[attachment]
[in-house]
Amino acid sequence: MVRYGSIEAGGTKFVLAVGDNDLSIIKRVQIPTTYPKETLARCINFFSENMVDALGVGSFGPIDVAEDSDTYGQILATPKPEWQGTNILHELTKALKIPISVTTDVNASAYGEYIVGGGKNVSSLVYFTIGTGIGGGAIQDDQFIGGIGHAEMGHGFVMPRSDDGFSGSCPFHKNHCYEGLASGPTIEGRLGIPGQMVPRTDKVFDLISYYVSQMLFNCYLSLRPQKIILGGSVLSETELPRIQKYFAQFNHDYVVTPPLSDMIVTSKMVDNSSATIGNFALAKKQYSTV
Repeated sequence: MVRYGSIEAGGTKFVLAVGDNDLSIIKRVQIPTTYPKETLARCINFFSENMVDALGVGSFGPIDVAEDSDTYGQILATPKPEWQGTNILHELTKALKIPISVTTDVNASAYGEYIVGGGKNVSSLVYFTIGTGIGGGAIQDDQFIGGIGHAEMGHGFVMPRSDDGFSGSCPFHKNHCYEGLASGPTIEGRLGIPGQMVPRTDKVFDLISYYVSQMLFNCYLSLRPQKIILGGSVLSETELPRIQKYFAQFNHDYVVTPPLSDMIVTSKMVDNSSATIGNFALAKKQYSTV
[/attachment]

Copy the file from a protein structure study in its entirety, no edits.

[in-house]
Amino acid sequence: MVRYGSIEAGGTKFVLAVGDNDLSIIKRVQIPTTYPKETLARCINFFSENMVDALGVGSFGPIDVAEDSDTYGQILATPKPEWQGTNILHELTKALKIPISVTTDVNASAYGEYIVGGGKNVSSLVYFTIGTGIGGGAIQDDQFIGGIGHAEMGHGFVMPRSDDGFSGSCPFHKNHCYEGLASGPTIEGRLGIPGQMVPRTDKVFDLISYYVSQMLFNCYLSLRPQKIILGGSVLSETELPRIQKYFAQFNHDYVVTPPLSDMIVTSKMVDNSSATIGNFALAKKQYSTV
Repeated sequence: MVRYGSIEAGGTKFVLAVGDNDLSIIKRVQIPTTYPKETLARCINFFSENMVDALGVGSFGPIDVAEDSDTYGQILATPKPEWQGTNILHELTKALKIPISVTTDVNASAYGEYIVGGGKNVSSLVYFTIGTGIGGGAIQDDQFIGGIGHAEMGHGFVMPRSDDGFSGSCPFHKNHCYEGLASGPTIEGRLGIPGQMVPRTDKVFDLISYYVSQMLFNCYLSLRPQKIILGGSVLSETELPRIQKYFAQFNHDYVVTPPLSDMIVTSKMVDNSSATIGNFALAKKQYSTV